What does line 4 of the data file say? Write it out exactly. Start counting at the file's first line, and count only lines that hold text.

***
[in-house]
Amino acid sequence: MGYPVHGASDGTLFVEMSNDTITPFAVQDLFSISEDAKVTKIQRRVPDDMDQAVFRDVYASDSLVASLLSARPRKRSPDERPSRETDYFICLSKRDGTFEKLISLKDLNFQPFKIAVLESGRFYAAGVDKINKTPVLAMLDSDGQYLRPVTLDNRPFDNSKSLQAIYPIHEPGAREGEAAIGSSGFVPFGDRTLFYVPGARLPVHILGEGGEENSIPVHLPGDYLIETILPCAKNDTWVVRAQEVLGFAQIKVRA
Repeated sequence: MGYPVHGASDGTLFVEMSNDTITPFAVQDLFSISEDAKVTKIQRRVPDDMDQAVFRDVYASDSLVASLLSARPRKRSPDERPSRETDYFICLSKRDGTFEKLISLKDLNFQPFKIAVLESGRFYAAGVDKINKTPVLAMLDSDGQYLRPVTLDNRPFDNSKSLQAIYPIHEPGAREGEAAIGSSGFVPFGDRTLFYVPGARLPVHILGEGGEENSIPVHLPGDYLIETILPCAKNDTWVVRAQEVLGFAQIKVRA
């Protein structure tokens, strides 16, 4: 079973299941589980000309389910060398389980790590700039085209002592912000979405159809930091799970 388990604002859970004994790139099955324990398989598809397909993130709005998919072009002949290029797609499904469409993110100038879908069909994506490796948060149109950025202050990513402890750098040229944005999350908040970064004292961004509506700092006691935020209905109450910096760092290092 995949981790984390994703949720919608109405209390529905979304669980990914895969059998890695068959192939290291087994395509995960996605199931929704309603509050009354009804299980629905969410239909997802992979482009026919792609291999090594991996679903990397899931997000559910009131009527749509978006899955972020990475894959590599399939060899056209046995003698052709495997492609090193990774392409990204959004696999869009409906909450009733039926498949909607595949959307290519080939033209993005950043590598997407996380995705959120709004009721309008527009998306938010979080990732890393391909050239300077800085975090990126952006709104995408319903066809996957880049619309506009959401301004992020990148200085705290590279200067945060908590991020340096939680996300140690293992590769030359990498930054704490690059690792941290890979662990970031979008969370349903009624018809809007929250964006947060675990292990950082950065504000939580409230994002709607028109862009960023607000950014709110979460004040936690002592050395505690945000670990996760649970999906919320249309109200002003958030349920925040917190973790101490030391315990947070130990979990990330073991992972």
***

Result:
């Protein structure tokens, strides 16, 4: 079973299941589980000309389910060398389980790590700039085209002592912000979405159809930091799970 388990604002859970004994790139099955324990398989598809397909993130709005998919072009002949290029797609499904469409993110100038879908069909994506490796948060149109950025202050990513402890750098040229944005999350908040970064004292961004509506700092006691935020209905109450910096760092290092 995949981790984390994703949720919608109405209390529905979304669980990914895969059998890695068959192939290291087994395509995960996605199931929704309603509050009354009804299980629905969410239909997802992979482009026919792609291999090594991996679903990397899931997000559910009131009527749509978006899955972020990475894959590599399939060899056209046995003698052709495997492609090193990774392409990204959004696999869009409906909450009733039926498949909607595949959307290519080939033209993005950043590598997407996380995705959120709004009721309008527009998306938010979080990732890393391909050239300077800085975090990126952006709104995408319903066809996957880049619309506009959401301004992020990148200085705290590279200067945060908590991020340096939680996300140690293992590769030359990498930054704490690059690792941290890979662990970031979008969370349903009624018809809007929250964006947060675990292990950082950065504000939580409230994002709607028109862009960023607000950014709110979460004040936690002592050395505690945000670990996760649970999906919320249309109200002003958030349920925040917190973790101490030391315990947070130990979990990330073991992972």